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Tentative closure date of June 30 set for Camp Hope

The remaining campers are working with peers and housing navigators, says Julie Garcia.

SPOKANE, Wash. — Camp Hope could be empty as soon as June 30.

That's the target date to get the remaining handful of campers into housing and off the plot of Washington Department of Transportation land near I-90.

Ryan Overton with WSDOT says there are about 20 campers still calling the camp home for now but maybe not for long.

“We’re getting closer to the end of Camp Hope," Overton said. “We’re looking towards the end of June to have housing lined up or offered to individuals.”

Inside the fenced-off area, it's a much different view with only a smattering of tents and a few RVs. Two RVs were towed away Thursday, another sign camp is shrinking.

For Julie Garcia it's a sign of hope.

“This, the emptiness of the camp signifies one a reduction in the footprint of this neighborhood but also the real help that is given and being offered to people experiencing homelessness," the founder of Jewel's Helping Hands said.

Garcia says her group, along with WSDOT and partnering agencies, are working to identify housing options for each person. 

"Whatever that looks like. What are the barriers to getting housing and then how do we break down those barriers in order to maintain and sustain housing?" Garcia said.

She adds they're averaging 5-6 campers going into housing a week.

One of those people enjoying his own apartment is Henry Grisby III.

“So this is the Audi Quatro that I acquired," he said, looking over the green car he bought Wednesday. "That’s from hard work, I guess that’s what I’d say. That’s what they tell me is my hard work.”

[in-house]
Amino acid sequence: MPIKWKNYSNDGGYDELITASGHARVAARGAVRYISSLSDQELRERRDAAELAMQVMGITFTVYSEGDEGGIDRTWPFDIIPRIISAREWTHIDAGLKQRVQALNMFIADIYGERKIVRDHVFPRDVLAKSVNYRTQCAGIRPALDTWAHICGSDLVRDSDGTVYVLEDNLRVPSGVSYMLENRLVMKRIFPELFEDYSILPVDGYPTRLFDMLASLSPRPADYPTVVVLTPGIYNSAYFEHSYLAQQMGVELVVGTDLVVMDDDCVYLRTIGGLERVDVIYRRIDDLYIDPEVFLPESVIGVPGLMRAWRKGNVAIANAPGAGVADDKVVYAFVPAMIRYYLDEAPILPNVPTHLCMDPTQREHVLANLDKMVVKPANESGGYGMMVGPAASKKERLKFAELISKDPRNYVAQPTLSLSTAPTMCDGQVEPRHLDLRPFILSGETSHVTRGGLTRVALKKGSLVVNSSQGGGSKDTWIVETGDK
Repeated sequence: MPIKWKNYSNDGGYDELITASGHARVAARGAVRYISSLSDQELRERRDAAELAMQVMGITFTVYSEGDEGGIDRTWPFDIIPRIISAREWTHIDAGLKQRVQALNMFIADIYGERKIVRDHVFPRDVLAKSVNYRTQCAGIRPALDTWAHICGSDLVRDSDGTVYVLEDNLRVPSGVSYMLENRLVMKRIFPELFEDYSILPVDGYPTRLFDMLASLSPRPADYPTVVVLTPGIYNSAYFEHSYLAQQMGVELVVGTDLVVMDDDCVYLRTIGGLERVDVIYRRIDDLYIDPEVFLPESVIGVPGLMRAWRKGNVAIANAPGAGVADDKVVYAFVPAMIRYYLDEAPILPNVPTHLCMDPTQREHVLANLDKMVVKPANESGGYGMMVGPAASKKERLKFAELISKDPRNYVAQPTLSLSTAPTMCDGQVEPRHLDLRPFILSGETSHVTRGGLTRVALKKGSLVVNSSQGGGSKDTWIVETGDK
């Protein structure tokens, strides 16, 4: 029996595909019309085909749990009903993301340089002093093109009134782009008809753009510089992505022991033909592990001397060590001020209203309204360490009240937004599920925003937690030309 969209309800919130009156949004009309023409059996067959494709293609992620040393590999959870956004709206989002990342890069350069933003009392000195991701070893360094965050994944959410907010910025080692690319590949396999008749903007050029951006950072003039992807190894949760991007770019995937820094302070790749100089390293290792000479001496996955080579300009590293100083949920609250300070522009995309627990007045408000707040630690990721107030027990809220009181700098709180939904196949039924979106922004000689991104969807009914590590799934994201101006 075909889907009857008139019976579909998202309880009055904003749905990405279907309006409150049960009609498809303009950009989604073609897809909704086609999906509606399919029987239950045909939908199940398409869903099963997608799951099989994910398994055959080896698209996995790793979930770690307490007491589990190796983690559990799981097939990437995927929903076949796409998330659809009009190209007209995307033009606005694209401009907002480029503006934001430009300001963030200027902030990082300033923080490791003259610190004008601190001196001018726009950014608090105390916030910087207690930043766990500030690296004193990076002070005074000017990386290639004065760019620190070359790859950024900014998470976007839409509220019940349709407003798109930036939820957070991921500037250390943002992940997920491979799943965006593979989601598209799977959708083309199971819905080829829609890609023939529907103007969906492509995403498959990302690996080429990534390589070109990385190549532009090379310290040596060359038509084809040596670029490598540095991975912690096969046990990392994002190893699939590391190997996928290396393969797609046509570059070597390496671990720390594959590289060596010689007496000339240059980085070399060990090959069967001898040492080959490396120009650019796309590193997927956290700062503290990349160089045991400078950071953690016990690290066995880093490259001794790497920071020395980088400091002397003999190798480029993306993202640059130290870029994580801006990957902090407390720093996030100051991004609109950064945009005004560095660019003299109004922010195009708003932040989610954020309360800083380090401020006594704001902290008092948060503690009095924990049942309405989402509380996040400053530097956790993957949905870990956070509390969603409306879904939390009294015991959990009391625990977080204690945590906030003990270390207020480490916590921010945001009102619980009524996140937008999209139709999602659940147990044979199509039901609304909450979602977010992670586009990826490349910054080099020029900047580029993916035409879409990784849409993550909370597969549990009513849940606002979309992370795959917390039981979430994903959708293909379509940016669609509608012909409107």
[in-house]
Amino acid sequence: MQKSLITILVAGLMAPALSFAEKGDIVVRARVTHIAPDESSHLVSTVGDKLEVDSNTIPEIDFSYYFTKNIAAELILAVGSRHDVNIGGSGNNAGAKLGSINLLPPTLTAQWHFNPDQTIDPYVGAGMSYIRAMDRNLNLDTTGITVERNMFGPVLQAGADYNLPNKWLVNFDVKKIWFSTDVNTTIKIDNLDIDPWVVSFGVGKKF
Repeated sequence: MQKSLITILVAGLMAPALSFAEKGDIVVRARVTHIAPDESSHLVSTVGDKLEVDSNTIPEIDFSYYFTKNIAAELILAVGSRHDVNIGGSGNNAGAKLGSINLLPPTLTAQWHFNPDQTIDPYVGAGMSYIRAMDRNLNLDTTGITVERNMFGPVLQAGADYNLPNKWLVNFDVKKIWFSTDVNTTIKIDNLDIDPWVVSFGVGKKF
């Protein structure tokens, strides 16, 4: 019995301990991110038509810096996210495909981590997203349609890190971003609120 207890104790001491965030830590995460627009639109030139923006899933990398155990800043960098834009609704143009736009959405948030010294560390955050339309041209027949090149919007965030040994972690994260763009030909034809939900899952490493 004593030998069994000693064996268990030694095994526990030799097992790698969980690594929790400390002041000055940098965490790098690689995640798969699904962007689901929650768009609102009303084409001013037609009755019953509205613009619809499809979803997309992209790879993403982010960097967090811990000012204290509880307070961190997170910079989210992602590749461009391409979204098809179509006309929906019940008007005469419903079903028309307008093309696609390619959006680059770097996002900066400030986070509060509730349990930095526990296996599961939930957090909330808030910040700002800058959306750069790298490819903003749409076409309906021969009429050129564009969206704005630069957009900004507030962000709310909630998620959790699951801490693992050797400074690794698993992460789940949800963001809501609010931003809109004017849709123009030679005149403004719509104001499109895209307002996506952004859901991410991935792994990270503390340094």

Grisby had been in Camp Hope for around a year after moving back to the area from Spokane. He says a cousin was living in 'tent city' and he decided to join. He watched it grow to more than 600 people, calling it a learning experience that was part good and bad.

“It was like an unruly college campus," he said, adding that it was like any other community where people learn to coexist. 

He frowns at the perception from outside that it was a "circus full of savag animals." 

"Majority of the time people were helping each other," he said.

That kind of help has led to him getting an apartment three weeks ago and a steady job.

“It’s a sense of stability. That’s something that was one of my barriers was being stable somewhere and having my stuff, my property and me in good state of mind in one place and being able to build off that," he said. "For me it does something for me that makes me walk taller."

WSDOT and the City of Spokane still have pending legal issues after the city sued in March; both sides agree they're collaborating on a plan to close camp.

“We expect that shortly with the state we’ll have a joint filing with the judge regarding a plan to close and a date certain to close," said Brian Coddington, communications and marketing director for the city.

WSDOT is still finalizing plans for 'mitigation' of the land once camp is vacant. Overton says the fences may stay up for a time after campers are gone.

For Grisby and so many others, Camp Hope is already shrinking in the rearview. Who knows what's ahead.

“And I got this Audi to do that with me," Grisby said. "We just stay in our own lane and try to go forward. That’s it.”

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